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Research Project: Developing Technologies that Enable Growth and Profitability in the Commercial Conversion of Sugarcane, Sweet Sorghum, and Energy Beets into Sugar, Advanced Biofuels, and Bioproducts

Location: Commodity Utilization Research

Title: Lipophilic super-absorbent polymer gels as surface cleaners for oil and grease

item MYERS, CHRISTOPHER - Us Army Research
item BODDU, VEERA - Us Army Research
item Uchimiya, Sophie

Submitted to: Meeting Proceedings
Publication Type: Proceedings
Publication Acceptance Date: 5/1/2011
Publication Date: 10/18/2011
Citation: Myers, C., Boddu, V.M., Uchimiya, M. 2011. Lipophilic super-absorbent polymer gels as surface cleaners for oil and grease. In: Proceedings of the American Institute of Chemical Engineers (AIChE) meeting, October 16-21, 2011, Minneapolis, Minnesota. pp. 1-7.

Interpretive Summary:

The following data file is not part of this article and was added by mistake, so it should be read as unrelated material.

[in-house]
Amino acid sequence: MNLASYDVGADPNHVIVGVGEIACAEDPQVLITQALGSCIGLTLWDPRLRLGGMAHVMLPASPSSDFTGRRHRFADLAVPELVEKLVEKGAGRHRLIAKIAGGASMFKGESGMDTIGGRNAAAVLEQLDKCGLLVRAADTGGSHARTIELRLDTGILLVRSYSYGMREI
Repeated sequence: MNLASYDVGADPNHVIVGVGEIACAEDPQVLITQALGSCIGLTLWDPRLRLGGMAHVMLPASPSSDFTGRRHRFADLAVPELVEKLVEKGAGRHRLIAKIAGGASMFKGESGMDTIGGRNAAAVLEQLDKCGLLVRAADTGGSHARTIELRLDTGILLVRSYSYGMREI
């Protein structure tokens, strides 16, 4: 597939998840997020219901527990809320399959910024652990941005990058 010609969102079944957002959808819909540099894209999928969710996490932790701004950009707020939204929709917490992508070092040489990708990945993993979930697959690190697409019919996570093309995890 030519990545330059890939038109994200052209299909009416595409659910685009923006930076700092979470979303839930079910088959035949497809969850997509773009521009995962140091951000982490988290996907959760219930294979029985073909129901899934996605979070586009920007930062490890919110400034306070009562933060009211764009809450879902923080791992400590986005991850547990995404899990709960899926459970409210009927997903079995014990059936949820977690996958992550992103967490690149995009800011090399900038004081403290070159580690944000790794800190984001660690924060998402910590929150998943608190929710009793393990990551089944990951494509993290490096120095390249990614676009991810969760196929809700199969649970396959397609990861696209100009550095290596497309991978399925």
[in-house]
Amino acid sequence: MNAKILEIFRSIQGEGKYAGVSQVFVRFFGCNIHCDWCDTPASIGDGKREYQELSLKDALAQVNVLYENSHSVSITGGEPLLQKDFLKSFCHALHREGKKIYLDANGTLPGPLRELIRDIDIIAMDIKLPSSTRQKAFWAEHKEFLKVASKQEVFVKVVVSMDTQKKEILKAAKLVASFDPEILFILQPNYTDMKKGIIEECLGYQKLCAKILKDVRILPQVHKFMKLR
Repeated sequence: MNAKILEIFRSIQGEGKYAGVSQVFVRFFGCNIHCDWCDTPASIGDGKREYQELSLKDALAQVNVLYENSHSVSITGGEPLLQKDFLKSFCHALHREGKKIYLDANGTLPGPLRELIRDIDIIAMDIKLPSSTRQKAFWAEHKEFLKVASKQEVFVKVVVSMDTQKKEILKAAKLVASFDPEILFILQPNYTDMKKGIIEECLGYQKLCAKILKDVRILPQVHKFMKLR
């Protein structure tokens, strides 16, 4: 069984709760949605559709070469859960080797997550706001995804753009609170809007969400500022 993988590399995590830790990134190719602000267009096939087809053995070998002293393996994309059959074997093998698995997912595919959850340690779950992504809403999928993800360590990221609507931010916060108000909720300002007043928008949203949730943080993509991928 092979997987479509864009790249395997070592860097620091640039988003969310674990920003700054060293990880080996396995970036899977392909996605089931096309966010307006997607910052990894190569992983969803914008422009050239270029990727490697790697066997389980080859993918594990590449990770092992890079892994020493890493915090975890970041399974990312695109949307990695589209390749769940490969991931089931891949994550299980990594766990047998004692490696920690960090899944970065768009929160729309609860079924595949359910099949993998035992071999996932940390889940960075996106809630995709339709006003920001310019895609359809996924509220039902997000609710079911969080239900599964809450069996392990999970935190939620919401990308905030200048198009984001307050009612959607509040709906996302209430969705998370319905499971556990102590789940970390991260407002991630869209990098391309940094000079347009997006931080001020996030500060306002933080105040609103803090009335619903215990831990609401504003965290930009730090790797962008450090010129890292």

Technical Abstract: Increasingly stringent environmental regulations on volatile organic compounds (VOCs) and hazardous air pollutants (HAPs) demand the development of disruptive technologies for cleaning weapons systems and platforms. Currently employed techniques such as vapor degreasing, solvent, aqueous, or blast cleaning processes suffer from shortcomings in environmental friendliness, personnel health and safety, cleaning efficiency, cost-effectiveness, management of contaminated cleaning media, or in maintaining the integrity of equipment material surfaces. Lipophilic super-absorbent swelling gels have been developed that will not only absorb the oil and grease from these machine parts, but will also act as an automated sweeper due to the self-generating mechanical force of the gel. An octadecylacrylate-co-ethylene glycol dimethacrylate (ODA-co-EGDMA) lipophilic gel (G-1) and commercially available Alkylstyrene Copolymer (imbiber beads) were evaluated for swelling and oil sorption capacity. Along with the imbiber beads and G-1 gel, poly stearylacrylate-co-ethyleneglycol dimethacrylate neutral gel (NG-18), another lipophilic super-absorbent gel, was synthesized and tested. For each gel, the swelling degree and the oil absorption capacity were quantitatively investigated at 0-60°C using a variety of polar and nonpolar solvents. The mechanical strength of each gel was studied by measuring compression strength, and cross-linking of the polymers was studied using infrared spectroscopy. The cleaning tests were performed using metal coupons. Details of gel preparation and evaluation of oil sorption capacity will be presented.